With the promise of a new decade around the corner, I decided to head back to school and pivot into the world of product. In registering for the full time User Experience program at BrainStation Vancouver, I set out to learn the valuable research methods and practices absent in my current production process.
Throughout the term, students had to research and prepare a personal project, called a capstone, to present at the end of the program. Headroom is the fictional application I submitted as my capstone.
Some of the best musical ideas happen at the worst possible times to capture them. Half awake in the bleary hours of the morning, in the shower, on the train or treadmill, many ideas hit when there isn't opportunity to record them in a meaningful way. Even with a notepad or recording device on hand, much of the fidelity from the original idea is lost when transcribed.
Headroom is a digital product experience for capturing and consolidating musical ideas. Using future-forward direct brain-to-app technology, a chip placed in a wearable monitors users brain waves for new sonic content, capturing and saving into a paired mobile device.
The goal is to make sure no sound gets forgotten in the noise of daily life. This product is designed for musicians actively writing and ideating new soundscapes and experiences, who may not be able to capture all their ideas before they fade.
Informed by user testing, several rounds of design have taken Headroom from sketch to screen. Early prototypes quickly showed their flaws, and each new iteration led to insights on designing a more human-centred experience.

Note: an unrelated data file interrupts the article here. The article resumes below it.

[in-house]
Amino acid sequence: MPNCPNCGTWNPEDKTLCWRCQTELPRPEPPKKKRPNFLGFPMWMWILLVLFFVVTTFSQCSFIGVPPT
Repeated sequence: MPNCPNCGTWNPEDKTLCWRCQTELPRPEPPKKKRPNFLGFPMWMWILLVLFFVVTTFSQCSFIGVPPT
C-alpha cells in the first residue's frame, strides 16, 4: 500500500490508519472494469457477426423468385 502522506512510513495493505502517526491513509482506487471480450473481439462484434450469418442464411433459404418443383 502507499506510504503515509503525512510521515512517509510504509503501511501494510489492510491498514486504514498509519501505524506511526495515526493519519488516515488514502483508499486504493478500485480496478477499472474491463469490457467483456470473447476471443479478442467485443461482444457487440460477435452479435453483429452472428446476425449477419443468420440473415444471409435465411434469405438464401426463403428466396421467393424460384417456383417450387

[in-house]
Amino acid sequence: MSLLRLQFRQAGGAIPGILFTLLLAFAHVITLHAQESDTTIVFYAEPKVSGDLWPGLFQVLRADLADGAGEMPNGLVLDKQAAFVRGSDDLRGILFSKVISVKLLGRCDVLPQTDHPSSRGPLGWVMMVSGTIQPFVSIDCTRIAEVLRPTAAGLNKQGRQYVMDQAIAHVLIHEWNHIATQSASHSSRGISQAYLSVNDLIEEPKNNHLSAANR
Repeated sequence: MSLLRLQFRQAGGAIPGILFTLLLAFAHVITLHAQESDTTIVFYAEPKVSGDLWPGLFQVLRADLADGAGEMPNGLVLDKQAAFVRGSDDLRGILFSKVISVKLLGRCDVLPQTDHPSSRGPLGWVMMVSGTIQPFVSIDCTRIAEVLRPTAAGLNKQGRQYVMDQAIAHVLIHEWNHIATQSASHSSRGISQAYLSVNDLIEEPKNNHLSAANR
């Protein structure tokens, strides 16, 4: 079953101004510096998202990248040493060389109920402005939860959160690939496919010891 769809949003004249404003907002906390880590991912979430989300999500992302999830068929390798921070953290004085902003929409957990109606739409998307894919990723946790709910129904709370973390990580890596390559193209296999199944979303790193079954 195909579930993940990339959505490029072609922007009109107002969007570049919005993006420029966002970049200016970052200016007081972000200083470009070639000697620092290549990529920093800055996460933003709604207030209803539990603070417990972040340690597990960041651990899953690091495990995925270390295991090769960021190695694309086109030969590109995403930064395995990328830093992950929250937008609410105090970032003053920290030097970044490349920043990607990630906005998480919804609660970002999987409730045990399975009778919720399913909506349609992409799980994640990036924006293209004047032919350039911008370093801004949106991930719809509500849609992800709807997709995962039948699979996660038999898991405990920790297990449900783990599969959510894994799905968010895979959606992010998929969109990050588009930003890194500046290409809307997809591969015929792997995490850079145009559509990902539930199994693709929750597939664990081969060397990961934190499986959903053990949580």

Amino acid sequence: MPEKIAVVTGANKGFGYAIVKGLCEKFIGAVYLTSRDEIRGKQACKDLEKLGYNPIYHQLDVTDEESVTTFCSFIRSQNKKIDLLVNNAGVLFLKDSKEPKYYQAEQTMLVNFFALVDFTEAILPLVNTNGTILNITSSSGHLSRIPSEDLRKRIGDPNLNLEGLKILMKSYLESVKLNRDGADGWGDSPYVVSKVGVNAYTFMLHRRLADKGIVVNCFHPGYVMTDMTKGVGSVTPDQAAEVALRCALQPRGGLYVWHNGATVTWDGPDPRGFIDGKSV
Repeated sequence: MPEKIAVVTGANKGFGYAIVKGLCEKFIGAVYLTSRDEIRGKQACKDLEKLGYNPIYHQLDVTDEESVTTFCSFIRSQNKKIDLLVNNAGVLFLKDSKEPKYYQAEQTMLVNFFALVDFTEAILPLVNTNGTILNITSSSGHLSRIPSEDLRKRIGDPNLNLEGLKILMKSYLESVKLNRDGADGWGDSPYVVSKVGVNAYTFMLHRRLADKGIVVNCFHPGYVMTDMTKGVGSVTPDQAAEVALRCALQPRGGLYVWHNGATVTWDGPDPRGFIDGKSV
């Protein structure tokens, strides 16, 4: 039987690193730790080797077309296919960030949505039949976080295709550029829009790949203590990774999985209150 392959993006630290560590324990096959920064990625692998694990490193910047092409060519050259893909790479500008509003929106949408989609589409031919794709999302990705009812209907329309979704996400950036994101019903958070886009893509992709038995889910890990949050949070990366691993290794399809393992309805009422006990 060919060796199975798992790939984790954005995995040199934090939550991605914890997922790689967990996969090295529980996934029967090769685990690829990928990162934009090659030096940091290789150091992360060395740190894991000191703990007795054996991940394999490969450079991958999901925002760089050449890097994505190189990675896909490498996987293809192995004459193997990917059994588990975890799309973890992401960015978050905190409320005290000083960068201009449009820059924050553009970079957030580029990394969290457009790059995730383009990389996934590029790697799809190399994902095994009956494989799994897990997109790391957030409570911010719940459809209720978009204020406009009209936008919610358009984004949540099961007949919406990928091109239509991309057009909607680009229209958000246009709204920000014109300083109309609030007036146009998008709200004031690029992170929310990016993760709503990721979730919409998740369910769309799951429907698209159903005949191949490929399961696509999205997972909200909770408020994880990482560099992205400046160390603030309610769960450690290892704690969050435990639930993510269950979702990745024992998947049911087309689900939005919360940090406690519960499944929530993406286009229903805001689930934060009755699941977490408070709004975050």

Assumptions of user behaviour were at first assumed incorrectly, but quick iteration allowed for constant tweaks and pivots. By the end of testing, user feedback was positive, with most enjoying the experience.
Headroom wasn’t built in a bubble. User research was conducted on local musicians to get a broad understanding of what primary motivations and pain points arise when ideating a song. Common sentiments quickly cropped up and were taken into consideration in the early stages of design.
Musicians interviewed feel driven to act on their musical thoughts in order to keep producing new music.
To execute well they feel an obligation to get ideas down with as much clarity as possible.
Losing both new ideas and past recordings has been a primary pain point for these artists.
Not being able to execute on an idea before a loss in fidelity of the thought is more an issue for the less experienced artist.
Musicians get most ideas while alone. Ideas come best when relaxed, in bed, or in motion.
Musicians are at their most happy during the first spark of an idea and at the very end of the production process.
Every good app needs a business strategy, and with Headroom it’s no different. For a monthly fee, users have access to collaboration functionality, as well as unlimited captures, media, and asset uploads.
This freemium model allows casual users everything they need to get the most out of their wearable, while equipping the pros with powerful new features.
Are you passionate about your mission-based initiative, or working in an impact driven organization? Are you community minded, or employed in music or the arts? Let's touch base to find out how I can help make your next digital project a success.